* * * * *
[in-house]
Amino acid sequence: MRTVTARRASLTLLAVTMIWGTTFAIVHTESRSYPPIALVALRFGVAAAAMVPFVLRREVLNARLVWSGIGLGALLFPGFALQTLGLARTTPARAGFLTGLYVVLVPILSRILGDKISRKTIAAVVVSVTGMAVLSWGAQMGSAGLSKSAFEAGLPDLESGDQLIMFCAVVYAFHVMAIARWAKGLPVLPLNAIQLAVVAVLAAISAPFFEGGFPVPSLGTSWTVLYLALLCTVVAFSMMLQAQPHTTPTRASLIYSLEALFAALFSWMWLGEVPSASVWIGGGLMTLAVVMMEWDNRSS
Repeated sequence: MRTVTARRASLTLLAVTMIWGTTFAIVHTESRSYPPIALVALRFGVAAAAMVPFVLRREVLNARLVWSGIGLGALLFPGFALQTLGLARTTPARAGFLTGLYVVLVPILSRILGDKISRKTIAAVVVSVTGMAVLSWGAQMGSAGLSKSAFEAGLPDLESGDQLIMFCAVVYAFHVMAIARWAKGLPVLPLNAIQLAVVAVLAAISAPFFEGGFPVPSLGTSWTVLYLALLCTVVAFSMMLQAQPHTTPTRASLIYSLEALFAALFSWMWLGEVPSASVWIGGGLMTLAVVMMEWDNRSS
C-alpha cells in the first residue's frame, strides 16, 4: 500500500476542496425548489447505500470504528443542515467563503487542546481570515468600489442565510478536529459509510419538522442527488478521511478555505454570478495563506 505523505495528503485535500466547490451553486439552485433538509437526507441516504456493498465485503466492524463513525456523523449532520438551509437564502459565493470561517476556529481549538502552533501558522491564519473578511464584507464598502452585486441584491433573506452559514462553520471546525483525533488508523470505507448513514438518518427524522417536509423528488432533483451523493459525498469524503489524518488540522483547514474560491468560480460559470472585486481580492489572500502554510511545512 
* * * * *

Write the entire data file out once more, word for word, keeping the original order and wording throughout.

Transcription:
[in-house]
Amino acid sequence: MRTVTARRASLTLLAVTMIWGTTFAIVHTESRSYPPIALVALRFGVAAAAMVPFVLRREVLNARLVWSGIGLGALLFPGFALQTLGLARTTPARAGFLTGLYVVLVPILSRILGDKISRKTIAAVVVSVTGMAVLSWGAQMGSAGLSKSAFEAGLPDLESGDQLIMFCAVVYAFHVMAIARWAKGLPVLPLNAIQLAVVAVLAAISAPFFEGGFPVPSLGTSWTVLYLALLCTVVAFSMMLQAQPHTTPTRASLIYSLEALFAALFSWMWLGEVPSASVWIGGGLMTLAVVMMEWDNRSS
Repeated sequence: MRTVTARRASLTLLAVTMIWGTTFAIVHTESRSYPPIALVALRFGVAAAAMVPFVLRREVLNARLVWSGIGLGALLFPGFALQTLGLARTTPARAGFLTGLYVVLVPILSRILGDKISRKTIAAVVVSVTGMAVLSWGAQMGSAGLSKSAFEAGLPDLESGDQLIMFCAVVYAFHVMAIARWAKGLPVLPLNAIQLAVVAVLAAISAPFFEGGFPVPSLGTSWTVLYLALLCTVVAFSMMLQAQPHTTPTRASLIYSLEALFAALFSWMWLGEVPSASVWIGGGLMTLAVVMMEWDNRSS
C-alpha cells in the first residue's frame, strides 16, 4: 500500500476542496425548489447505500470504528443542515467563503487542546481570515468600489442565510478536529459509510419538522442527488478521511478555505454570478495563506 505523505495528503485535500466547490451553486439552485433538509437526507441516504456493498465485503466492524463513525456523523449532520438551509437564502459565493470561517476556529481549538502552533501558522491564519473578511464584507464598502452585486441584491433573506452559514462553520471546525483525533488508523470505507448513514438518518427524522417536509423528488432533483451523493459525498469524503489524518488540522483547514474560491468560480460559470472585486481580492489572500502554510511545512 